“Will you just relax?”

Don’t you just love it when people tell you to relax? I find it the most un-relaxing thing in the world.

I have a friend who has been searching for her soul mate for years. “Relax,” they tell her. “Just relax and you’ll find someone. A woman suffering for years with infertility treatments: “If you would only relax, you would become pregnant.” The woman in labor: “Relax,” the doctor tells her, “and the baby will go down.” She just lost her job and needs to pay the rent by the first of the month: “Relax, you’ll find another one.”

I’m not saying that these things are false; in fact, they have a lot of truth to them. If you relax, it can help you to find a spouse, job, a baby, health—you name it. Relaxation is great. But I never saw anyone relax (and I am a both a massage therapist and a doula) by telling them to relax.

I never saw anyone relax by telling them to relaxSo how does one relax? Relaxation comes when you let go and let G‑d do the job.

Last night a woman came to me for a massage. She wanted me to help her sleep better. She had no physical problems. Her insomnia comes from anxiety and fear. She is in her eighth month of pregnancy, and she is petrified. Not of the birth, but of after the birth. After her first child was born, she suffered terribly from post-partum depression. For four months she didn’t live; she barely functioned, as thoughts of suicide, darkness and despair overwhelmed her. At last, with lots of support and medication, there was a light at the end of the dark tunnel. She made it. Now, even taking preventative medicine, she fears the return of that darkness.

“Will you teach me to relax?” she asked me. As much as I kneaded, massaged and soothed her muscles, I knew that there was nothing my hands could do to take away the tension. The only lesson that I could offer her was one of faith.

Six days a week I can’t take a nap. I’ve tried. I lie in bed, close the curtains. I’m exhausted and I know that I need a nap, but I can’t. I can’t relax. As soon as my head hits the pillow, I start to think about . . . the laundry, what to make for dinner, letters that need to be written and phone calls that need to be made, lists and lists of things “to do.” There went my nap.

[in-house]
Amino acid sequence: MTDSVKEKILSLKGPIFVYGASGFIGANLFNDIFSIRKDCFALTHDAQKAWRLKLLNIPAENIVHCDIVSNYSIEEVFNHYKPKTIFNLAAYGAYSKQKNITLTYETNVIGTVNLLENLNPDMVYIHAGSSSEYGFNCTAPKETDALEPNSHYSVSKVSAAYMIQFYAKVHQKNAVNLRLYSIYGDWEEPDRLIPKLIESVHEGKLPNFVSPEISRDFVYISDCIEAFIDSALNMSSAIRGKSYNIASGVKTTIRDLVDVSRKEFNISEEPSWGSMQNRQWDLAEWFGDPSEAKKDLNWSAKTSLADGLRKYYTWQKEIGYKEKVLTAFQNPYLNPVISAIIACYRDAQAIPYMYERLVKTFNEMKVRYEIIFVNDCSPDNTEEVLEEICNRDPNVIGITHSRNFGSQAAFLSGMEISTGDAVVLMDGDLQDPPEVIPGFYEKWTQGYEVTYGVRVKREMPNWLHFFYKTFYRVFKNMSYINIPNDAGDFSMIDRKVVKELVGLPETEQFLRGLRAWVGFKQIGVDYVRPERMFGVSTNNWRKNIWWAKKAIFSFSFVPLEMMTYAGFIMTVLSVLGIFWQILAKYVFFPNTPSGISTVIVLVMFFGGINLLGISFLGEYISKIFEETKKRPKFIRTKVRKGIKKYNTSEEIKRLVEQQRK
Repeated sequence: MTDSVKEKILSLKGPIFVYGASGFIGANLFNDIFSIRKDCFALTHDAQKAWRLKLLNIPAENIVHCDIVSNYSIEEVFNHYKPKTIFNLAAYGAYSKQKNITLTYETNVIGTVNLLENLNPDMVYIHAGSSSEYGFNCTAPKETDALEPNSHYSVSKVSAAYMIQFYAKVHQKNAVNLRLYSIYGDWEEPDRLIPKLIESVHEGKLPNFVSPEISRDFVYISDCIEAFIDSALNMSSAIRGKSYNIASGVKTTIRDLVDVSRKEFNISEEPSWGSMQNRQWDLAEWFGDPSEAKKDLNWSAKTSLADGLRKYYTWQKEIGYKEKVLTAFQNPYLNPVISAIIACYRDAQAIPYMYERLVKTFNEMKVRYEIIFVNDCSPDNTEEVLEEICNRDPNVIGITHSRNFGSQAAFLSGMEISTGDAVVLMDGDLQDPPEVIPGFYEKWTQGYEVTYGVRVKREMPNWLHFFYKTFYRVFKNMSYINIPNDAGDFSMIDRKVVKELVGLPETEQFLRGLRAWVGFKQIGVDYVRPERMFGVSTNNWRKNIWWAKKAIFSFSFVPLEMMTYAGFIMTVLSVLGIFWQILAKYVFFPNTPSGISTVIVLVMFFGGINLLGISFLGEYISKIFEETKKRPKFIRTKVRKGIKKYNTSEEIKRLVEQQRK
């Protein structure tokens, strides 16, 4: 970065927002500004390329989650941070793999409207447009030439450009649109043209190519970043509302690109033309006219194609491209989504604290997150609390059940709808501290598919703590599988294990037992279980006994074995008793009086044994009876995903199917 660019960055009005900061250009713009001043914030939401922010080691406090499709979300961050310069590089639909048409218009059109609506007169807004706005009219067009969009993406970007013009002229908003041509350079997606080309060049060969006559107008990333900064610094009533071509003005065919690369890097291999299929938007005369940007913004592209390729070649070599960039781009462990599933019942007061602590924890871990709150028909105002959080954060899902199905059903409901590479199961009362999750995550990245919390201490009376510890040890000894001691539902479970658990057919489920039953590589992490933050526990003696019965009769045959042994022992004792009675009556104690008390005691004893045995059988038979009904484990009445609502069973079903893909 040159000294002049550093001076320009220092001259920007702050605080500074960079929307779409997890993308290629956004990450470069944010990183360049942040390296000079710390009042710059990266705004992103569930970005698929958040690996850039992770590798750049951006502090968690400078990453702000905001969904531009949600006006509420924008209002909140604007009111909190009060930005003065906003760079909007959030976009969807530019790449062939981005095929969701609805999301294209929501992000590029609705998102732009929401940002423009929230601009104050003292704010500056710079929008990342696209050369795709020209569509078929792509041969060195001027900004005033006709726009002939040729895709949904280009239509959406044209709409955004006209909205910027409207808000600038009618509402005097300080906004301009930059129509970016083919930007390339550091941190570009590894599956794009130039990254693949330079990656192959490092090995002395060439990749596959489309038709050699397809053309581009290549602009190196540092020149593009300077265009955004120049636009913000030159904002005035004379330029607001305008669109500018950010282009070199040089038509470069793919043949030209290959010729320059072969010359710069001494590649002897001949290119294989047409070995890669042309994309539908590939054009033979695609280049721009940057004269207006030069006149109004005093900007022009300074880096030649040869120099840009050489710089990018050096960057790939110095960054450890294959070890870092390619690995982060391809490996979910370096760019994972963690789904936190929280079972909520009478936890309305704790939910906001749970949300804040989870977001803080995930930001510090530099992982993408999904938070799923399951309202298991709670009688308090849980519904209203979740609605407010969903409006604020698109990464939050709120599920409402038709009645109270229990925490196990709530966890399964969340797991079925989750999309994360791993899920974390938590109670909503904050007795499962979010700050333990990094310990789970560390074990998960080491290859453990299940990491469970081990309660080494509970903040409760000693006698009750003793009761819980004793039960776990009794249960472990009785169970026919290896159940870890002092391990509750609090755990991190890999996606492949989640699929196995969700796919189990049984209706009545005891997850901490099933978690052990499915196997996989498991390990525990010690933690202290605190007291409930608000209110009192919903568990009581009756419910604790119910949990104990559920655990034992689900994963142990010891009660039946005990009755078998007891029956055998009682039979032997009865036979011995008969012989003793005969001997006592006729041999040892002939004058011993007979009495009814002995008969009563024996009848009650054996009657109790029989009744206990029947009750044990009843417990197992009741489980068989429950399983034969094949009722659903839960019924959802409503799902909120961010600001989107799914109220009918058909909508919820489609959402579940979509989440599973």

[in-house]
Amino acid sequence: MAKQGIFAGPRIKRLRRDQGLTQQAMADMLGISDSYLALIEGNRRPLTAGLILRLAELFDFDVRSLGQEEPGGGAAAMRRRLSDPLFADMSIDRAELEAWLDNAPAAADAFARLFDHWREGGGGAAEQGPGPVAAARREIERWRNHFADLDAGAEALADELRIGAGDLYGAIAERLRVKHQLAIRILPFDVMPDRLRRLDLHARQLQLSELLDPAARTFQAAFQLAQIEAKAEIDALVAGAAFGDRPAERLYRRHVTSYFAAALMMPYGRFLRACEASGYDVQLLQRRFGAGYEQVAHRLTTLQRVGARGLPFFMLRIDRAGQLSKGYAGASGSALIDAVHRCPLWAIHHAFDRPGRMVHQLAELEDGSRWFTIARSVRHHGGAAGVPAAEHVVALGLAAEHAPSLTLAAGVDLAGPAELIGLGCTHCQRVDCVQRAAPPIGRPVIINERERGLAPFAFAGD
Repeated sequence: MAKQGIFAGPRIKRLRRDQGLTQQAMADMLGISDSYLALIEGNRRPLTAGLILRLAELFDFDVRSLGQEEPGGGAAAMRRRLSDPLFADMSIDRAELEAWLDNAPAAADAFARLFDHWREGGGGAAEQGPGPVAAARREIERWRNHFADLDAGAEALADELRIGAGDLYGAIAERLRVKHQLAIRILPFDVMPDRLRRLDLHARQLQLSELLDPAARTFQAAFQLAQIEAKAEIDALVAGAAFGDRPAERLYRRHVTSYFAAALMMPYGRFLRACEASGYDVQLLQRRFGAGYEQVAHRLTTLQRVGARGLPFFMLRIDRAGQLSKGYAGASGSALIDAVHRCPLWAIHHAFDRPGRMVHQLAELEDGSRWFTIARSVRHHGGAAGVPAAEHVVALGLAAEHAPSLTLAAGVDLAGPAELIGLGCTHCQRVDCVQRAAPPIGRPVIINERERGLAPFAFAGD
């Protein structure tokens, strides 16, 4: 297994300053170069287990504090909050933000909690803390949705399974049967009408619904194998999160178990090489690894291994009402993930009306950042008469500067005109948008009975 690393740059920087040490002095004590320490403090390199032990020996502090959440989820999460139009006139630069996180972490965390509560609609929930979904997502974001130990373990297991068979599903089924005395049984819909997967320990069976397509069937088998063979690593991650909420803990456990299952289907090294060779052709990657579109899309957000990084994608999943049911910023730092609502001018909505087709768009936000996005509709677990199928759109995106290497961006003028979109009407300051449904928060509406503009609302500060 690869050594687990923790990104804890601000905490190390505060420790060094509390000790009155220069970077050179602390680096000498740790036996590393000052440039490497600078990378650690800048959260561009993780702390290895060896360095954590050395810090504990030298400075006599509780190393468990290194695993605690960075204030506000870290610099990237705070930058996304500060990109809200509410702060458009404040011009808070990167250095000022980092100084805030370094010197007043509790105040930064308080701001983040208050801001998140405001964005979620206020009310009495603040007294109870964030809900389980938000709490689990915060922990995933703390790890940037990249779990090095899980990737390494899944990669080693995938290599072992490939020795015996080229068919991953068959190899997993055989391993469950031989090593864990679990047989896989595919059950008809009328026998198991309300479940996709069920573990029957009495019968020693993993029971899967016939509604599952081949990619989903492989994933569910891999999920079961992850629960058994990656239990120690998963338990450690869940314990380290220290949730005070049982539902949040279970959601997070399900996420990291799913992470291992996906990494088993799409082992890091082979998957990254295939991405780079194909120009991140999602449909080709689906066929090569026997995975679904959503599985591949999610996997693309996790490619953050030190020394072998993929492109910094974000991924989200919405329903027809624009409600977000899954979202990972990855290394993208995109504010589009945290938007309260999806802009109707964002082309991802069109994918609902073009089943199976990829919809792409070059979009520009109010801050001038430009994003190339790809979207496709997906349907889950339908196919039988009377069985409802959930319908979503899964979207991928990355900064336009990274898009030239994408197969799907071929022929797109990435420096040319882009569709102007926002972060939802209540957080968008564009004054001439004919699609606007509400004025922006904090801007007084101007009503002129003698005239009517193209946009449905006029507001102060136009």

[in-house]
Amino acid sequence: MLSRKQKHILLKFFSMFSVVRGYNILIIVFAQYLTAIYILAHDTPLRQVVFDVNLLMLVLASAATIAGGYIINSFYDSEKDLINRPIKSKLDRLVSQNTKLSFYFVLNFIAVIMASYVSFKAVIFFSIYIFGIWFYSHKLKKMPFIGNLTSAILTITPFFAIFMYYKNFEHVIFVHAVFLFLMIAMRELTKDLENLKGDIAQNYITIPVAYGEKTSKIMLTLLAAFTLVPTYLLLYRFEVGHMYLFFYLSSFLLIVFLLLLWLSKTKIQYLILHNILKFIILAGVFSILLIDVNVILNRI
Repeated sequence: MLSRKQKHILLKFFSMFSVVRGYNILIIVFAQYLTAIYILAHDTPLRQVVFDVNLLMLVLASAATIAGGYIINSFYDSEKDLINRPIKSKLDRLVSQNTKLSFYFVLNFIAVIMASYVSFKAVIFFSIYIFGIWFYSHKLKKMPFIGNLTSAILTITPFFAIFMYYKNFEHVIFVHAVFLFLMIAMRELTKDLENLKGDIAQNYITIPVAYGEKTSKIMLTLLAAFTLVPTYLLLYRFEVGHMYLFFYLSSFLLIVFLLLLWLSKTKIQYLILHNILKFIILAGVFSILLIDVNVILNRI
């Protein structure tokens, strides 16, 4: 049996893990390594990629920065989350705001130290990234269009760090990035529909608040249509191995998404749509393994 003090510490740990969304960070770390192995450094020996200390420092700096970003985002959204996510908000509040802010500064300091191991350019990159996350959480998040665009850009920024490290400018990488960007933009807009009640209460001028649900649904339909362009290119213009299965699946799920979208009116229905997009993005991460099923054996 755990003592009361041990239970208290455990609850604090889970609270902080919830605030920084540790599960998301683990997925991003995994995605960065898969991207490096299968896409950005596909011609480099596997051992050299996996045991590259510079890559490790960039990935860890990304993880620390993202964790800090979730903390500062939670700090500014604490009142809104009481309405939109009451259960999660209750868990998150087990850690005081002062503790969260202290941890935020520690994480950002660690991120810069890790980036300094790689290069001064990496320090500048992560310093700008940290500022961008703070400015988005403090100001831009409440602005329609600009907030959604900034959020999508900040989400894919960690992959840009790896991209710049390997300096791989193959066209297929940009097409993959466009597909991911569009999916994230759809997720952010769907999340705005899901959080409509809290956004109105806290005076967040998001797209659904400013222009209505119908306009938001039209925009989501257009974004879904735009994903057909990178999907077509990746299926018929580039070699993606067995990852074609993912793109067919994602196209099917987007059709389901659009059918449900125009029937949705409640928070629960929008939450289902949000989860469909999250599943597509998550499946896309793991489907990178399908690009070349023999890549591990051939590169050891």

Saturday comes, Shabbat. We finish our morning meal. I leave snacks on the table for my kids and wish them good Shabbos (and good luck!). I close my bedroom door. My head hits the pillow, and in less than a minute I am asleep and am taking the most delightful nap. If no one were to wake me, I would sleep for three hours. No work to do, no errands to make. It’s Shabbat, and everything that needed to get done is done. For six days I made my effort; I did my part. I bought food, cleaned the home, cooked the food and laundered the clothing; now the seventh day comes, and with the lighting of the candles I completely relinquish control to G‑d. This is His day, the day that we meet Him face to face. We invite the divine presence to our dining table as we sing and sanctify the day with wine. I am completely and totally relaxed.

The Talmud tells the story of a vineyard owner. One Shabbat morning he took a walk and noticed that there was a hole in his fence. “Oh no,” he thought. “I will have to fix that as soon as Shabbos ends, so that animals don’t come into my fields and eat the grapes.” He immediately felt bad. “Why am I worrying about my fields and planning on what I will do later tonight, when it is now Shabbat?” He felt so bad that he decided that he would not fix the fence, ever. G‑d performed a miracle for him, and a tree began to grow in that exact spot, covering the hole.

For six days I made my effort; I did my partIn Hebrew there are no names for the weekdays. Sunday is the “first day”; Monday, the “second”; . . . Friday, the “sixth.” Each day receives its name from its distance from the past Shabbat, and we count towards the next Shabbat. The entire week of work and activities is centered around the holy Shabbat. We await her presence like a groom awaits his bride on their wedding night. As we go through the week, we make preparations. We make our effort, we do our part, but ultimately we know that G‑d is in control. With this in mind, we don’t have to worry. We can relax.

I looked at my client in the eyes and took her hand. “You are taking preventative medication. You have a team of family and friends lined up for support. Pray that it is not going to happen again, and leave it up to G‑d.” Her face softened; the muscles went limp. “That’s something that I will have to work on.”

“We all do,” I admitted.

She took a deep breath, smiled, and left a bit more relaxed.